By Charlie Carroll
ArtsPost staff writer
For Jude Law, the dramatic and thought-provoking sci-fi genre is old news. That’s not to say that Law has moved beyond the genre, but rather that most would assume that at this point he knows how to do it well. Law excelled in his past performances in “Gattaca” and “Artificial Intelligence,” but his latest sci-fi endeavor “Repo Men” falls much shorter than its expectations and hype generated by the movie’s promoters. The director merely threw two talented actors, Forest Whitaker and Jude Law, into a disjointed story that never seems to quite understand its intended tone.
Released around the time of intense political debate over healthcare reform, what might seem “timely” for some is nothing more than empty social commentary (unlike the clear success of “Daybreakers” released only a few months earlier). The best part about the movie is the chemistry between Whitaker and Law’s characters as they laugh and slice their way through a futuristic dystopia based on sexual and violent excess.
Remy (Law) works in this morally questionable world as a repo man for The Union, a large, greedy corporation that produces artificial organs and body parts at a very high price to its customers. While the company hands out the empty promise of improving and extending life for those suffering from debilitating health problems, there is a small catch. If you can’t afford to make the payments on your organ, or “artiforg,” The Union sends its highly-skilled personnel out to recollect the organ, giving little thought to the victim’s survival post-operation.
Remy and his partner Jake (Whitaker) are the best repo men that The Union has to offer, but Remy’s wife disapproves of his job, forcing the former military man to resign for his family. However, on his last job a faulty defibrillator severely damages Remy’s heart, requiring the company to give him an artiforg that he inevitably has to pay for. Remy literally has “a change of heart,” and after the operation can no longer cut into the chests of innocent men and women. His debt piles higher and higher and eventually the young outcast goes on the run with Beth (Alice Braga), a beautiful, young nightclub singer whose body is made up different black market artiforgs. Together the two fugitives embark on a mission to escape from and take down the system, evading the tireless pursuit of The Union, led by Jack.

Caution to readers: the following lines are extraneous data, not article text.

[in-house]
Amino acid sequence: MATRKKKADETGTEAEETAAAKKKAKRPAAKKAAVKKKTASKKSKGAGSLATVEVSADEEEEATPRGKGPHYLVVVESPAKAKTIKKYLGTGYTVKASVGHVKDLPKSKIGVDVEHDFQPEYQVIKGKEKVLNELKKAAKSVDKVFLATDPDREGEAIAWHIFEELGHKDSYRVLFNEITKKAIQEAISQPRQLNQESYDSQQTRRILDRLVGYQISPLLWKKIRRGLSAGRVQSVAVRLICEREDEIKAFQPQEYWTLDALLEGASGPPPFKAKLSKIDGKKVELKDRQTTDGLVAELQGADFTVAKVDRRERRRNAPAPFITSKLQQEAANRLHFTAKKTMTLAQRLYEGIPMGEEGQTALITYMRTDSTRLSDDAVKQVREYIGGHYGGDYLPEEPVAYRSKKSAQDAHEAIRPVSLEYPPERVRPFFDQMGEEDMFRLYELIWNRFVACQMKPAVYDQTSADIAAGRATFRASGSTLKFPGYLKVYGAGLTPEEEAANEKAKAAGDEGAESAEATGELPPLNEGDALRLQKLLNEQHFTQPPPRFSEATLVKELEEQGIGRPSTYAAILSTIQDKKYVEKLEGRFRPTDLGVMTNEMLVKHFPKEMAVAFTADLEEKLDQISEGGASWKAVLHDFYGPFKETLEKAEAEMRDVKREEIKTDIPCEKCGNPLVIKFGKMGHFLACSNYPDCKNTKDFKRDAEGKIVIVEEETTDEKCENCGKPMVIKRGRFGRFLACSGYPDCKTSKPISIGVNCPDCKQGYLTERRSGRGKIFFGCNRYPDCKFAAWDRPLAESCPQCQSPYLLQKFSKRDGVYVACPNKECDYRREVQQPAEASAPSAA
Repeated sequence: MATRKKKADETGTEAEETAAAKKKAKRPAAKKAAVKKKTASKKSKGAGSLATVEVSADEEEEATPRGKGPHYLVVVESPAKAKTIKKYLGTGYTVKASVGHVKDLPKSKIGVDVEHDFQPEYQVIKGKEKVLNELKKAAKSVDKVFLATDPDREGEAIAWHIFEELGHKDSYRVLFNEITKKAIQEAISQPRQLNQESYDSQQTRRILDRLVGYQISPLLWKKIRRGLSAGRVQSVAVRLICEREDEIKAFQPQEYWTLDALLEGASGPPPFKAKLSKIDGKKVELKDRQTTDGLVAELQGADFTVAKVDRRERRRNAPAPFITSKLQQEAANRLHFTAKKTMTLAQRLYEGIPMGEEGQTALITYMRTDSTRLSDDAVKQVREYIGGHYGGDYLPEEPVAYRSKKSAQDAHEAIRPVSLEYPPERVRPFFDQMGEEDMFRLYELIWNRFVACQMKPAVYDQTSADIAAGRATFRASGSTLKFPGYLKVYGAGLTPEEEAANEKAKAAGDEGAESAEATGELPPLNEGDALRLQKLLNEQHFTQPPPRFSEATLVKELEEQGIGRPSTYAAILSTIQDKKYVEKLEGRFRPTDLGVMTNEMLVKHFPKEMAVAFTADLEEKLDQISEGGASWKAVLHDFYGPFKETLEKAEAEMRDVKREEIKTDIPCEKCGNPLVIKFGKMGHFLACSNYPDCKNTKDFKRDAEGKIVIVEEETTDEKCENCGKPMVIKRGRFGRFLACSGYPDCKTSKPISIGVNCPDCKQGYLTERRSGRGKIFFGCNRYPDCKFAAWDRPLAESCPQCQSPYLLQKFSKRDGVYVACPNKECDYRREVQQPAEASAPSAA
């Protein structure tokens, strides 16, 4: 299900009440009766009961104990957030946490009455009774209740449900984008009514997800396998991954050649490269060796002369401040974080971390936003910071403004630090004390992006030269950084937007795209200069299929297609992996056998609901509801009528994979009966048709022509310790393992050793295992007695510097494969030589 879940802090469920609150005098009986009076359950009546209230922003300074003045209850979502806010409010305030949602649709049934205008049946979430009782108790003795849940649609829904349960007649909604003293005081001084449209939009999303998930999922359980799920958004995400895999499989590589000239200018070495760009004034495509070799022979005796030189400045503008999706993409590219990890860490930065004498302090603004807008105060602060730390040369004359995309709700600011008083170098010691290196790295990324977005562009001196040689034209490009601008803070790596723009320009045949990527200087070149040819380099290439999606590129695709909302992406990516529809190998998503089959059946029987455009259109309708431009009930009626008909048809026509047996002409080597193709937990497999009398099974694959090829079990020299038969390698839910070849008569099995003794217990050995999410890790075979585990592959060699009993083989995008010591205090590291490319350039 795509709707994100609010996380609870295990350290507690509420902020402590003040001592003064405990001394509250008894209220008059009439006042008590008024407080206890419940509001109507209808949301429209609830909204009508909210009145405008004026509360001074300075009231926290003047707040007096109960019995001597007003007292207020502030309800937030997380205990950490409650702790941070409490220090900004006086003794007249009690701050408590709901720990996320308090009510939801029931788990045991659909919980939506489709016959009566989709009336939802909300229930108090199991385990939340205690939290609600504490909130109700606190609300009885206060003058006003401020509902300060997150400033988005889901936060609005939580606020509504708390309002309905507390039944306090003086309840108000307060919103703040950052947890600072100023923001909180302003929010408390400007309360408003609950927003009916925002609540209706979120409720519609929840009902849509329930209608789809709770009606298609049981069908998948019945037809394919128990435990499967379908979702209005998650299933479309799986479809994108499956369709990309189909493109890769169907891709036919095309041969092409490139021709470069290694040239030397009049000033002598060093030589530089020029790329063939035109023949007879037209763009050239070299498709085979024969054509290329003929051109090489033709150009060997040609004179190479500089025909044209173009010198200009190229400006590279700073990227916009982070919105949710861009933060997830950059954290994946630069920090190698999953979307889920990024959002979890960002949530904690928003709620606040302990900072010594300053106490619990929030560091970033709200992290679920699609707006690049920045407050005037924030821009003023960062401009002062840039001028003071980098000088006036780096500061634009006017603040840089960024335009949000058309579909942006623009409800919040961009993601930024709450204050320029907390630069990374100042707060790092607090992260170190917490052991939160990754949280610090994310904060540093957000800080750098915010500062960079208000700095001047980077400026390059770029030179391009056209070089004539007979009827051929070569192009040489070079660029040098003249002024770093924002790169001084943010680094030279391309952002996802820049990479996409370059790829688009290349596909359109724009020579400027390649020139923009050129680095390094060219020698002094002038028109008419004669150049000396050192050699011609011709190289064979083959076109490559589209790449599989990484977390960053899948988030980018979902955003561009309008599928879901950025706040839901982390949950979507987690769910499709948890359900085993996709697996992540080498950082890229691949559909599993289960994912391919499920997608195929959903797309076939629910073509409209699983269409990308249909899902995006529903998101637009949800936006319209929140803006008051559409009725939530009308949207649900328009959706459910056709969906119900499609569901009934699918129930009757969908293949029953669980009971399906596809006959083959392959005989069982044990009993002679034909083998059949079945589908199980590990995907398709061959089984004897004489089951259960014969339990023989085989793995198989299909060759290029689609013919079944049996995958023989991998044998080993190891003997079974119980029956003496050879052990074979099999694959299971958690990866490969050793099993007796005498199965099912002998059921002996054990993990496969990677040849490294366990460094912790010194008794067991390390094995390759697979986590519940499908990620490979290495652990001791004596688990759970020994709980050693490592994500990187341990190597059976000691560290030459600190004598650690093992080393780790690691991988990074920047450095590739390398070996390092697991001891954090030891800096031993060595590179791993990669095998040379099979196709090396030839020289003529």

What “Repo Men” has in a top notch cast, it severely lacks in direction, tone and character. In his major directorial debut, Miguel Sapochnik fails at guiding a coherent storyline. Essentially, Sapochnik cannot seem to figure out whether or not the movie is supposed to be more of a drama or big-budget action comedy. Law has said that the movie is intended to mix comedic delivery with explicit, bloody sequences as a way to parody or comment on the gore and violence of modern action movies and pop culture.
The story’s progression hardly makes sense at times and becomes a joke itself. The balance between comedy and gore feels more awkward than anything else. Particularly misguided is one scene between Barga and Law that uncomfortably mixes sensual eroticism with graphic gore, leaving the viewer even more confused about Sapochnik’s intentions. Ethan Hawke’s “Daybreakers” attacked the healthcare and resource preservation angle much more successfully with a clear goal and style that was severely lacking in “Repo Men.”
The movie is centered on Law and Whitaker’s perception of duty and service, which comes from both characters’ backgrounds as military men. The movie attempts to determine whether “a job is just a job,” but falls flat in engaging the audience and making them think. The only exception to this rule lies in Whitaker’s character, whose senseless love of violence and duty to maintaining order works alongside a personality that is surprisingly funny.
The film amounts to nothing more than a “Blade Runner” wanna-be interrupted with moments of cringe-inducing “bad-assery.” While the violence feels a bit excessive at time, the shock of this strategy creates fight sequences characteristic of your classic “guy movie.” In essence, this is the movie’s only appeal, and a weak one at that.